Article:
By Ifham Nizam and Rathindra Kuruwita

The Marine Enviro-nment Protection Authority (MEPA) yesterday received Rs. 452 million from London for having saved MT New Diamond, a super oil tanker that caught fire in the Sri Lanka’s territorial waters last year.

MEPA General Manager, Dr. P. B. Terney Pradeep Kumara told The Island that Rs. 442 million had come for the services rendered by the Sri Lanka Navy, MEPA and Rs. 10 million by way of a fine imposed on the Ship’s Captain.

However, Sri Lanka has to receive a much larger amount for the damage caused to the marine environment, Dr. Kumara said. Following the incident, Sri Lankan authorities filed charges against the Captain of the ill-fated vessel and made a claim for $2.4 million from the ship’s owners for the firefighting and pollution prevention efforts.

Twenty experts from the Universities of Moratuwa, Ruhuna and Sri Jayewardenepura submitted their recommendations as regards the damage to the environment, to the Attorney General. Based on the report, the Attorney General’s Department had asked for Rs. 3.4 billion (around USD 19 million) as compensation for environmental damage, the Coordinating Officer for the Attorney General, state counsel Nishara Jayaratne said.

Soon they would have discussions with the lawyers of the shipping agent concerned on compensation for environmental damage caused, she said.

Dr. Kumara, who is the former Head of the Department of Oceanography/Marine Geology of the Ruhuna University, said that the incident had caused deaths among marine species due to spillage of some toxic fuel from the vessel.

The MT New Diamond crude oil tanker was transporting 270,000 MT oil from the port of Meena Al Ahmadi in Kuwait to the Port of Paradip in India when a fire broke out in its engine room as the vessel was passing the eastern seas of Sri Lanka on September 3, 2020.

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PSC on gender equality meets for the first time



State Minister, Fernandopulle flanked by two other PSC members

Special attention on microfinance

The Parliamentary Select Committee appointed to further gender equality, to investigate instances of discrimination against women and to present recommendations to Parliament, focused on microfinance loans that are currently affecting a large number of women in Sri Lanka, when they met for the first time in Parliament recently.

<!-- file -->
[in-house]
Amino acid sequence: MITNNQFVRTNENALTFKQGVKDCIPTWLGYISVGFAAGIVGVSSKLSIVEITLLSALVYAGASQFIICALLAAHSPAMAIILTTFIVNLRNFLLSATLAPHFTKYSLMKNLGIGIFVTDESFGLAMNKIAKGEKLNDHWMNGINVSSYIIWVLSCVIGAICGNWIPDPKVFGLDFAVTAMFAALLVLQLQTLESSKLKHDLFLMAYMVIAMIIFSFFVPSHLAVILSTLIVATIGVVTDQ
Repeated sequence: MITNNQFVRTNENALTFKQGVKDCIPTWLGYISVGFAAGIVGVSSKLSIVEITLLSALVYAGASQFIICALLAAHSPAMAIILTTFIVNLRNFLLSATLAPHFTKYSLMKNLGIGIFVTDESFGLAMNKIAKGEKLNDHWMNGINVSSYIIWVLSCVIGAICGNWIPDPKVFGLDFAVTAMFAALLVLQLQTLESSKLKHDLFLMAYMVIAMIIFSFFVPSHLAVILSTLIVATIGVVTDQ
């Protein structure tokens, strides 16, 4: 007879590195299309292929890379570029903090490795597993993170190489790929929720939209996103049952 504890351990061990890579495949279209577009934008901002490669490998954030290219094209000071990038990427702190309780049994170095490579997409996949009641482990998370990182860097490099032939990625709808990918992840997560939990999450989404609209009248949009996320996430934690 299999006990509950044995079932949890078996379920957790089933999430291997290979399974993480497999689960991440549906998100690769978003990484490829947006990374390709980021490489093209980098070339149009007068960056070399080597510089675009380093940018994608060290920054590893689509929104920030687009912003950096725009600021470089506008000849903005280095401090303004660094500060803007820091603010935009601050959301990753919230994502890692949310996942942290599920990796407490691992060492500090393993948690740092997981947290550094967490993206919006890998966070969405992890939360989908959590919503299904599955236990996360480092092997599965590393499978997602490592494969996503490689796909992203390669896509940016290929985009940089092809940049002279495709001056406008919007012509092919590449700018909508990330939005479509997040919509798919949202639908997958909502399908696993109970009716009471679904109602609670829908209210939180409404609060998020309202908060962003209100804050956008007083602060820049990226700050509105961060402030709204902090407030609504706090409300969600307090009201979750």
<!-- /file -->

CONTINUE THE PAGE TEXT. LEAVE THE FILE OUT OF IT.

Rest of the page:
The meeting was chaired by the State Minister of Primary Health Care, Epidemics and COVID-19 Disease Control Dr. Sudarshini Fernandopulle.

It was also revealed that the Cabinet had approved the re-establishment of an institution to regulate Microfinance loans in Sri Lanka.

The MPs also discussed the role of the Select Committee. They decided that the primary role of the Committee should be to investigate women’s grievances and all forms of discrimination based on gender, including workplace violence.

Another task before this committee is to examine and review laws that can be used to enhance gender equality, encourage relevant ministries and authorities to formulate plans to further gender equality and to allocate financial resources.

The Committee will also try to encourage greater women’s representation in decision-making bodies at the national and provincial levels as well as in government, civil society and the private sector.

MPs Rohini Kaviratne, (Dr.) Harini Amarasuriya, M. Udayakumar, S. Sritharan, Rohana Bandara and the Secretary to the Committee, Deputy Secretary General and Chief of Staff of the Parliament Kushani Rohanadheera were also present at the meeting.



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A/L Examination from October 04 to 30



The 2021 GCE Advanced Level examination would be held from October 4 to 30, Education Minister Prof. G.L. Peiris said yesterday addressing the media at his Ministry.

Minister Peiris said the examination was earlier scheduled to be held in August.

The Grade 5 scholarship examination would be held on October 03 and the 2021 GCE Ordinary Level (O/L) examination in the last week of January 2022, the Minister said.

“Usually, schools are open for academic activities for around 200 days a year. But in 2020, schools were open for about 150 days. It was around 130 days in the Western Province. We were not able to fill this gap with online classes due to lack of internet facilities in many parts of the country,” he said.